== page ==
Another thing to watch is to be certain that when you swith amps, you don't move the speakers. Not even a fraction of an inch! Surprisingly small differences in position can alter freq responce substantially.

Ditto regarding the measurement position. Even in a listening test you have to watch this as sitting in a slightly different position can alter the appearent results. If you can't lock the SPL meter in to one position, an alternative and perhaps better way is to use several positions and average the result.

Since virtually all modern SS amplifiers sport flat resonse curves, these resons for poor response are usually (but not always) elsewhere. It's best to eliminate the more likely possabilities before spending your time, money and frustration on the less likely suspects.

If it turns out to be the amp, include in your list of suspects the input area. Decoupling caps and protection circuitry may (I emphasise, may) be attenuating the bass a little. A couple decades ago this was called an "automatic, built-in rumble filter"!! Befiore messing with it a schematic should be consulted.
Here's an 'off the wall' suggestion - a little effort/cost with a big result.

IF you have a low source impedance AND IF you have clear access to a conventional diff'l feedback front end, try this -

an active Q=2 filter built around the diff'l input as the active device. Set at the correct (for your speakers) Fo you can have better, more extended and cleaner bass, all for the cost of 4 film C's and 4 resistors.

Q=2? Yikes! Better make sure the woofers can take it first...
As for the transformer, it will make a dandy preamp power supply. I seem to recall that I measured it at something like 40-0-40VAC which is a pretty good voltage range for a preamp transformer. Assuming that my memory of 40V is anywhere near correct, the unregulated rail voltage will come in at about 55V or so. Now, the BOSOZ specifies a +-60 regulated rail, but it will work quite nicely on +-55V unregulated. Or, as an alternative, you could use a voltage doubler (see Nelson's A-75 project for an example) to increase the rail voltage. At that point it would be above the 80V unregulated voltage in the BOSOZ, but that can be easily handled.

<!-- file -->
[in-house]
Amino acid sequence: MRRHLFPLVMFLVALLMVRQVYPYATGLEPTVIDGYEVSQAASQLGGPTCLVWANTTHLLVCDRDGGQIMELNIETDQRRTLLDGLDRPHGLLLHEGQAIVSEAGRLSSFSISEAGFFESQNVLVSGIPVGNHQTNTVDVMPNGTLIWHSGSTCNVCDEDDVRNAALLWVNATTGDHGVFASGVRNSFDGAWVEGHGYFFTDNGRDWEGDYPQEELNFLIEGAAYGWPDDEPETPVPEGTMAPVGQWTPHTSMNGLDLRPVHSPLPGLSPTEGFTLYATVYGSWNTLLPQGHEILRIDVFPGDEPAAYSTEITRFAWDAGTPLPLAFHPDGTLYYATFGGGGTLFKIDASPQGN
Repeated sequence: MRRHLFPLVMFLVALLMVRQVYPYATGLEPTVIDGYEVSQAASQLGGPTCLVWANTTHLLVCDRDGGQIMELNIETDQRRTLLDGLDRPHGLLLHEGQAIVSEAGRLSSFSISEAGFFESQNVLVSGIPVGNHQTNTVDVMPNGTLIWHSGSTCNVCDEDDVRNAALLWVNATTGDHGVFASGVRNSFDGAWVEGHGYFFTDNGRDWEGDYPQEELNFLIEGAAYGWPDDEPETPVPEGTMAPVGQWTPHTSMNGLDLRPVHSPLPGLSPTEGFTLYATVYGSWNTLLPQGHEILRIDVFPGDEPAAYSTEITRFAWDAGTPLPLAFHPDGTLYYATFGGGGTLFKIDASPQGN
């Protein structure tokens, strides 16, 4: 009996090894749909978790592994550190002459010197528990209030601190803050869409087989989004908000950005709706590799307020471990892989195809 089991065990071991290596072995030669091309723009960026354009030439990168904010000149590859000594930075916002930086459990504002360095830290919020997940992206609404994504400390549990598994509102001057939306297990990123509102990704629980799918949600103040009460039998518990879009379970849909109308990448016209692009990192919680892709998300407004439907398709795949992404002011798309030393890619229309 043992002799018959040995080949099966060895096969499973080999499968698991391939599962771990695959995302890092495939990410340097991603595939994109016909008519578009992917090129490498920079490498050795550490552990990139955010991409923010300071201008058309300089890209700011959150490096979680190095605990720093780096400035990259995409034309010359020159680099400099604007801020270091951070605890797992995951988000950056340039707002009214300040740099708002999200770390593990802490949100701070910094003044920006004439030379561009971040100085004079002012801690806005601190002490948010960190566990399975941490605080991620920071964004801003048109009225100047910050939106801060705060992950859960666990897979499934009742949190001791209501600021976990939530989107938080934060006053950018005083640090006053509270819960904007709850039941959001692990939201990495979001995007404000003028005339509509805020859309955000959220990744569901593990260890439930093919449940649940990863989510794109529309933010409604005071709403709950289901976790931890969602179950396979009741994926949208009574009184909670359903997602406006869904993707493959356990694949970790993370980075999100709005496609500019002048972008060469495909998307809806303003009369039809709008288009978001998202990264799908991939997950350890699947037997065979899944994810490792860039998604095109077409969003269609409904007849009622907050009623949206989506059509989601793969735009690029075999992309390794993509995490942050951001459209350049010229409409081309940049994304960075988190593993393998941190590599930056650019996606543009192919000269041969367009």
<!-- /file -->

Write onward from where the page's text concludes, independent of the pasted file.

Note that the heatsinks, although undersized for an amp, will be just marvellous for a preamp. The metalwork will allow use of the heatsinks after the circuitry has been removed, so that shouldn't be a problem.
Heat the soldering iron...there's work to be done.


P.S.: Work carefully removing the amp circuitry and set it aside intact. Make detailed notes on what hooked to what and how it all went together. (I've already removed the stuffings from the two I have, so I know this can be done fairly easily.) The build is modular enough that you can turn the thing back into an amp if you change your mind at some point in the future. These two are absolutely dead, so I know I won't be doing so with these, but you might want to keep that option open. All it will cost you is a couple of power supply caps to replace the ones you might have thought to salvage from the circuit, but will set you right on replacement caps for only a few dollars. Tell Steve that Grey sent you. After that, you're off and running.
I have SPL meter from RS. I bought it last year and had no chance to use it. And, this is another question: how to use it ? :angel:
Manual which came with it does not specify how to use it for testing. I did try once to browse the net for ideas but with no avail. I have also three Stereophile's test disk and one by Chesky.
Oh well, I am a ................................beginner in this great hobby :(
Hello Grey, this is a great news. I wanted to build this preamp since the circuit was published for the first time by Mr. Pass. When I first saw this amp, I thought about converting it into preamp if the sound would not be good.
Thanks for the link, I will use it:devilr: